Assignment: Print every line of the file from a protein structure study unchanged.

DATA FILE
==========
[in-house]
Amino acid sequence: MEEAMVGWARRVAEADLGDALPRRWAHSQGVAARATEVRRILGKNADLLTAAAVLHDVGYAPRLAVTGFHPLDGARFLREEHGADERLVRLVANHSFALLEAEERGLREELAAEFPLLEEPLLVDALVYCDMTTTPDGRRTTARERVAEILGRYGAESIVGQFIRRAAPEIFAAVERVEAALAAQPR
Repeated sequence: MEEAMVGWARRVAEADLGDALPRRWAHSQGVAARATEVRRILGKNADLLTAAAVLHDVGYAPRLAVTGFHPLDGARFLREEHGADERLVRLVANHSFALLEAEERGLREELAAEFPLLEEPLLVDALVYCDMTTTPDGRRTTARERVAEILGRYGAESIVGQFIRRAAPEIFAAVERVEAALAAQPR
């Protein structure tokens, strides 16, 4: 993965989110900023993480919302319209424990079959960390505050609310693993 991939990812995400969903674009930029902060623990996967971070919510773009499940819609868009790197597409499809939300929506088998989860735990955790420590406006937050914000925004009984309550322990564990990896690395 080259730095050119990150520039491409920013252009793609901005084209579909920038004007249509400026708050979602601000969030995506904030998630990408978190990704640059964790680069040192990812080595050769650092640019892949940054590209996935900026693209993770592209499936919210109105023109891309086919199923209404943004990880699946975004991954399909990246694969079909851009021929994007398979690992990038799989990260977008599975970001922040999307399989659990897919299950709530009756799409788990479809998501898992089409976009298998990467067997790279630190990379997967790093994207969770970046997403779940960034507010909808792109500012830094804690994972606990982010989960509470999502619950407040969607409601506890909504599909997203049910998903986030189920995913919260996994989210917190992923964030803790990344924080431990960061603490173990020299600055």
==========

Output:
[in-house]
Amino acid sequence: MEEAMVGWARRVAEADLGDALPRRWAHSQGVAARATEVRRILGKNADLLTAAAVLHDVGYAPRLAVTGFHPLDGARFLREEHGADERLVRLVANHSFALLEAEERGLREELAAEFPLLEEPLLVDALVYCDMTTTPDGRRTTARERVAEILGRYGAESIVGQFIRRAAPEIFAAVERVEAALAAQPR
Repeated sequence: MEEAMVGWARRVAEADLGDALPRRWAHSQGVAARATEVRRILGKNADLLTAAAVLHDVGYAPRLAVTGFHPLDGARFLREEHGADERLVRLVANHSFALLEAEERGLREELAAEFPLLEEPLLVDALVYCDMTTTPDGRRTTARERVAEILGRYGAESIVGQFIRRAAPEIFAAVERVEAALAAQPR
């Protein structure tokens, strides 16, 4: 993965989110900023993480919302319209424990079959960390505050609310693993 991939990812995400969903674009930029902060623990996967971070919510773009499940819609868009790197597409499809939300929506088998989860735990955790420590406006937050914000925004009984309550322990564990990896690395 080259730095050119990150520039491409920013252009793609901005084209579909920038004007249509400026708050979602601000969030995506904030998630990408978190990704640059964790680069040192990812080595050769650092640019892949940054590209996935900026693209993770592209499936919210109105023109891309086919199923209404943004990880699946975004991954399909990246694969079909851009021929994007398979690992990038799989990260977008599975970001922040999307399989659990897919299950709530009756799409788990479809998501898992089409976009298998990467067997790279630190990379997967790093994207969770970046997403779940960034507010909808792109500012830094804690994972606990982010989960509470999502619950407040969607409601506890909504599909997203049910998903986030189920995913919260996994989210917190992923964030803790990344924080431990960061603490173990020299600055």